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Atrium Health provides compassionate and high-quality hospice and palliative care, with the goal of easing difficulties present at the last stages of terminal illnesses or with advanced illnesses.

Our skilled team of doctors, therapists, nurses, chaplains and social workers helps to improve quality of life – all while offering support and comfort to both patients and their family members.

What’s the difference between hospice care and palliative care?

Hospice care is primarily end of life care, with the goal of easing the difficulties of the last stages of terminal illnesses.

Palliative care is designed to give comfort and peace of mind to patients and their families in difficult stages of their advanced illness.

Hospice care includes:
  • Skilled nursing services
  • 24 hour-a-day on-call registered nurse
  • Bathing and personal care assistance
  • Coordination of care plan
  • Caregiver support
  • Review and assistance with medication and equipment (related to diagnosis)
  • Grief support
  • Spiritual care services
  • Volunteer visits to provide companionship and support
  • Psycho-social and counseling support
Palliative care includes:
  • Relief from pain, discomfort and distress
  • Expert treatment of symptoms associated with cancer or cancer treatment
  • Assistance in coordination of care across multiple disciplines or services
  • Counseling
  • Coping strategies for caregivers

Hospice and Palliative Care Locations

Learn more about each of our locations, including services offered, by selecting a location below.

Frequently asked questions

No. Hospice is designed for patients with any terminal illness.

While both care for sick people, only hospice provides specialized care for the terminally ill patient and the patient's family. Our nurses are trained in pain management and work with the patient's doctor to control symptoms.

Advance care planning is an important part of routine healthcare for all adults, no matter how old you are or what medical conditions you have (if any). It’s an ongoing process of thinking and talking about what type of treatment you would want if a sudden illness or injury left you unable to speak for yourself. Knowing your wishes ahead of time is a great gift for your loved ones and can relieve some of the stress they will feel if asked to make decisions for you. Get more information on Advance care planning.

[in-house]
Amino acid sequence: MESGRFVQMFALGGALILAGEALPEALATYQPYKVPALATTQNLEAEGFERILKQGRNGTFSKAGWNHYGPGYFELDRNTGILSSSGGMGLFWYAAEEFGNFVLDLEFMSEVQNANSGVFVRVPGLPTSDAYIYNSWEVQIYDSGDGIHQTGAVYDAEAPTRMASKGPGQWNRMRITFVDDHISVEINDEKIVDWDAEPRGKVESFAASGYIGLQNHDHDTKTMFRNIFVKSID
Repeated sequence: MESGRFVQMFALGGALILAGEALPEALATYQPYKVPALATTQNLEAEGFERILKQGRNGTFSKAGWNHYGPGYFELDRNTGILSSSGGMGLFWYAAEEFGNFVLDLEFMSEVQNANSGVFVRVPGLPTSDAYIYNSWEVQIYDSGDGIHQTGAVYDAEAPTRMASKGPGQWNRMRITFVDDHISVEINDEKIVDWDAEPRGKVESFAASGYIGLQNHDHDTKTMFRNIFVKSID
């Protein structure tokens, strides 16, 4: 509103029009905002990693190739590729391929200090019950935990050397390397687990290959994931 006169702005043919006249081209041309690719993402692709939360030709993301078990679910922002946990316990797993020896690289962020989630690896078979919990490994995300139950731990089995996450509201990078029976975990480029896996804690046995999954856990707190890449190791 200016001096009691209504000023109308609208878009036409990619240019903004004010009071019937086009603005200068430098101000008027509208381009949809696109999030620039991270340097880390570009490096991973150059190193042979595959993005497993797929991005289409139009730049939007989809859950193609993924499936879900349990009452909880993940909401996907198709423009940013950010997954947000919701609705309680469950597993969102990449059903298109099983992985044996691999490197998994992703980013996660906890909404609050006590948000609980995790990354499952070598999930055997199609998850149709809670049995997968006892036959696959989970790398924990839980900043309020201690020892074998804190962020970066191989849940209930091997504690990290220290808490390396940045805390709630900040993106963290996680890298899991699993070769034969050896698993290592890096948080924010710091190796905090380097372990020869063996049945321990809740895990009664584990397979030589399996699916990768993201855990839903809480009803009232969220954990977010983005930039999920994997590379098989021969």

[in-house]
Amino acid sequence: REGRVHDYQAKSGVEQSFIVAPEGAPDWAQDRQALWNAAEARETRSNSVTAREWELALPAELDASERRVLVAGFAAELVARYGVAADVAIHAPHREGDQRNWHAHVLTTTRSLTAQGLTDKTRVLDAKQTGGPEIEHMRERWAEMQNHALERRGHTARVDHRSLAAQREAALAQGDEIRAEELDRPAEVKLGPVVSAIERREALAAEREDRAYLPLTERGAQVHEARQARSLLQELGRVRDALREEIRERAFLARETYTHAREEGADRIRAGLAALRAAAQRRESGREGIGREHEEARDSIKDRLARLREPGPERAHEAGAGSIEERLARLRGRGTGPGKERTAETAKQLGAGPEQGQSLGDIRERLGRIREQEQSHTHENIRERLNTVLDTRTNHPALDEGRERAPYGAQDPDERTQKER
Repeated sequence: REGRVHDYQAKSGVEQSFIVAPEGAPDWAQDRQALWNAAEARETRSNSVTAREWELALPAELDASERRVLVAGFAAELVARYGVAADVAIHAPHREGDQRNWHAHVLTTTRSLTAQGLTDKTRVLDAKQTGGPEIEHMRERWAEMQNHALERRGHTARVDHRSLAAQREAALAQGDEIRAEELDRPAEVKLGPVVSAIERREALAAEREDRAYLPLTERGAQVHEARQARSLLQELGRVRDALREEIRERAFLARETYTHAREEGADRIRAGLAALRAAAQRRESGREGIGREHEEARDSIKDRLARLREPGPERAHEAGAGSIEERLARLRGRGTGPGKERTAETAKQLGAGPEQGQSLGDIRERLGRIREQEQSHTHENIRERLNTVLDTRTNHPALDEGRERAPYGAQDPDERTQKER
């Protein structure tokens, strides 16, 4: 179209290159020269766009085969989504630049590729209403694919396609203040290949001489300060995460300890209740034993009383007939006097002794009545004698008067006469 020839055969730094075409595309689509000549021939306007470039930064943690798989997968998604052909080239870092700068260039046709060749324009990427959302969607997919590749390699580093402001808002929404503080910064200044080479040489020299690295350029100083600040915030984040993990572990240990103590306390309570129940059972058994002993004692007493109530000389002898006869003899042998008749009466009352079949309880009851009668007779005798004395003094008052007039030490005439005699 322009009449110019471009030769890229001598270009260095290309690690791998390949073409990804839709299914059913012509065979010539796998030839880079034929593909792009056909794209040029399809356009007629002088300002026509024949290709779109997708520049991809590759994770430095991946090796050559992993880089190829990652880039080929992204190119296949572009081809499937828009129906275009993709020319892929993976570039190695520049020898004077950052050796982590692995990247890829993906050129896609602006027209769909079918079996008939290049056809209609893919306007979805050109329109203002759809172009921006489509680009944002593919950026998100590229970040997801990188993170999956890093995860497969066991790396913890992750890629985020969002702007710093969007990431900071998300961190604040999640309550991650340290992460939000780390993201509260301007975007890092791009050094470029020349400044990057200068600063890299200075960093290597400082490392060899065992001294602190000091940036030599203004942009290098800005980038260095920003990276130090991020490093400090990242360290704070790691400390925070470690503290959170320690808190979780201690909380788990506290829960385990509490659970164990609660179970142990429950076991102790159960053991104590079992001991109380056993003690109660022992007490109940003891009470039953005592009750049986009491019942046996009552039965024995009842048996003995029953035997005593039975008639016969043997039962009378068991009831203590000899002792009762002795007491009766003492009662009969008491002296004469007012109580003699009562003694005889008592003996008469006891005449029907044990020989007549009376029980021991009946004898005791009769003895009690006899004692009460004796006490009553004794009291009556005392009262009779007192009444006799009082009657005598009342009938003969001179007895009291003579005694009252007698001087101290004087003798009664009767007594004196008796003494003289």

An early referral is very important. The longer your relationship with hospice, the more effective we can be. Too often we are called in the very last days of life when the patient is near death and the family is exhausted and overwhelmed. When referral is this late, both the patient and the family have lost many opportunities for a better end-of-life experience. Patients and their families facing life limiting illnesses are encouraged to contact hospice for support.

Anyone can call and inquire about hospice services. A nurse or social worker will review our services and answer your questions. We will be more than happy to assist you with the process concerning future needs over the phone or even make a home visit.

Yes, and the reimbursement we receive from Medicare and Medicaid pays the costs for covered hospice services, including the cost of medications related to the patient's hospice diagnosis and durable medical equipment, such as walkers and wheelchairs.

If you do not have Medicare or Medicaid, hospice will check to see if your Private Insurance policy has hospice benefits and whether you will incur a deductible and/or co-insurance.

Room and board charges in the inpatient unit are not covered by Medicare, Medicaid or most private insurance policies.

One of our nurses will visit at least once a week. These visits, approximately one hour long, will be used to check vital signs, review medications and discuss symptoms and any other patient and family concerns. More frequent visits are made, if needed. Other team members, including social workers, volunteers, nursing assistants, bereavement clinicians and chaplains will make regular or periodic visits, depending on the unique care plan developed for each patient. Many of these visits are on a regularly scheduled weekly basis. More frequent visits can always be arranged as patient and family needs dictate.

Yes. We are on-call seven days a week, 24 hours a day. Our nurses are available nights and weekends. We also have other staff members available, including chaplains and social workers, when emergency support is needed.

Hospice medical staff will coordinate the move to the hospital and maintain communication with the patient and the patient's physician during his or her stay at the hospital.

No. Hospice services also are provided in skilled nursing facilities, assisted living residences and retirement communities as well as our inpatient units.


We Honor Veterans

The We Honor Veterans program is a pioneering program of the National Hospice and Palliative Care Organization, in collaboration with the Department of Veterans Affairs.

Our Veteran-to-Veteran Volunteer Program pairs recruited veteran volunteers with hospice patients who have been identified as veterans.

Speaker's Bureau

Education about hospice care and end-of-life issues is an important part of our service to the community.

Educational programs are available without charge to churches, schools, businesses and civic organizations.

To request a speaker, please call 704-935-9434 or visit us here.

Wings to Soar

Wings to Soar is a day camp held each summer that can help your child or teen deal with the death of a loved one.

We provide resources to help children and teens through the grieving process. By allowing them to interact with their peer group who have experienced a loss, they find strength in this shared experience.